Twenty seven. That’s the number of places that President Mnangagwa’s administration wants to change Zimbabwe’s Constitution, passed only seven years ago.
The intended changes, announced over a fortnight ago, range from scrapping the contentious provision of Presidential running mates to the selection of judges and prosecutors, which will be the carte blanche of the President.
Red flags have expectedly been raised over the letter and spirit of the exercise, with reservations that the President could be shoring power on himself and taking advantage of his party’s majority in Parliament to undo progressive provisions in the Constitution that was approved in a referendum in 2013.
According to watchers, Mnangagwa could be having an eye on both politics within the oft-fractious ruling Zanu PF party, and also the more external dynamics – as the next election nears.
It is perhaps a Hobbesian moment for Mnangagwa.
It was Thomas Hobbes, an English philosopher and political thinker who among his axioms said men are rational creatures that desire above all their own preservation hence they are led “by a perpetual and restless desire of power after power” to a condition of “war of every man, against every man”.
Mnangagwa is seen as likely to seek a second term in 2023 and possibly run again in 2028.
He has quipped that “he will still be around” in 2030, and has pronounced an eponymous Vision 2030 as milestone for his governance.
Despairing over the mooted changes, one commentator noted that the American constitution had been amended only seven times but the Zimbabwean one was due to be changed in 27 places in one fell swoop.
The opposition has been loud in denouncing the proposed changes as attack on constituionalism.
Even the Polad grouping, Mnangagwa’s pliant allies in the so-called Political Actors Dialogue, have sounded reservations.
But Justice Minister and a key Mnangagwa ally, Ziyambi Ziyambi told me in an interview at the weekend that the changes will remove contradictions, fill in legal lacunae and enhance democracy.
Further, he explained that the mooted changes would not trigger a referendum as they did not involve clauses in Chapter 4 of the charter, which deals with the Bill of Rights.
He contended that criticisms against his boss were unfair as he was not being outlandish in addressing contradictions between the Constitution and contingencies of the regime.
“Basically we looking at governance relating to running Presidential mates and appointment of ministers, provisions relating to devolution, appointment of judges procedures, provisions relating to appointment and removal of Prosecutor General, introduction of Public Protector and appointment of Chief Secretary to the President whose office was omitted from the current constitution,” explained Ziyambi.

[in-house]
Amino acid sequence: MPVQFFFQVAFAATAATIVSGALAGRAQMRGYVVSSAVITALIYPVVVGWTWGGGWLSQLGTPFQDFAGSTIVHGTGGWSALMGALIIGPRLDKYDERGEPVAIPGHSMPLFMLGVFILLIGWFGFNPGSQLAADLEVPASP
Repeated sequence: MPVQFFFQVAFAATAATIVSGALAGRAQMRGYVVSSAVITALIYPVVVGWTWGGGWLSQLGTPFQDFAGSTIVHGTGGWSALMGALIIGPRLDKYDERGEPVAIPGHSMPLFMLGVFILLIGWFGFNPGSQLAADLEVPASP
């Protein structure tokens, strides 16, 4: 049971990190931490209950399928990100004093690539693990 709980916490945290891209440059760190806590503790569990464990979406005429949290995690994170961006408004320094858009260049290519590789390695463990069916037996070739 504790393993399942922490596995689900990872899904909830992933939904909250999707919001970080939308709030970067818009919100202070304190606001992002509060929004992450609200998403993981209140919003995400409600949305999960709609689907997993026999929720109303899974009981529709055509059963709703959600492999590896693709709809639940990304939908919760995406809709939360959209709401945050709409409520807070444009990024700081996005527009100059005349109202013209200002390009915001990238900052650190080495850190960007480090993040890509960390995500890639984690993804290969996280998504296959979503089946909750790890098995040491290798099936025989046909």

“So these changes we see them as having an effect of enhancing our democracy and governance system.
“We want to give effect to provincial councils and hence the need to remove contradictory clauses in the constitution. We want sitting judges not to be subjected to a promotion public interview but to allow those at the entry level to be subjected to the interviews.
“We want to amend the provisions on appointment of PG to remove the interview process by JSC as the PG part of the executive not JSC,” Ziyambi said.
The Justice Minister argues that the running mate clause would be difficult to implement – and that Mnangagwa may just be doing some service cleaning up a Constitutional mess.
“Firstly right from the start there was no agreement on the running mate clause hence is was deferred for 10 years. Ever since the Constitution came into effect on 22 May 2013 minus this clause everyone has hailed it as a very good constitution that enhance our democracy.
“Now Government is saying let’s maintain the status quo and a certain section suddenly sees HE (His Excellency, Mnangagwa) as attempting to shore up power? In most jurisdictions such clauses are not part of their supreme law and issues of succession are left to political parties.”
Opposition lawyers and other stakeholders argue that the clause brings certainty to succession and brings legitimacy when deputy Presidents, who assume acting capacity in the absence of Number One, derive mandate from the people.
Stakeholders have feared that the ruling party could be abusing its parliamentary majority to reverse some democratic gains achieved in the more bipartisan era of the inclusive Government which gave birth to the 2013 document.
Zanu PF and opposition MDC, then led by the late former President Robert Mugabe and his long time rival-turned-partner in the inclusive Government, Morgan Tsvangirai, campaigned for the adoption of the new charter that replaced the 1979 independence Constitution drawn at Lancaster House and amended 19 times.
The 2013 Constitution was largely hailed as one of the best in the world and second in Africa, after South Africa’s.
Ziyambi admits the Constitution is “a very progressive piece of legislation and the best that we have so far but when we identify areas that need attention we correct it and not worry about how recent the law was enacted.”
He said, elsewhere, the process of alignment of laws to the Constitution was ongoing and a continuous process whereby any legislation identified to be inconsistent with the supreme law will be aligned.
Hundreds of laws still require alignment to accord with the Supreme Law.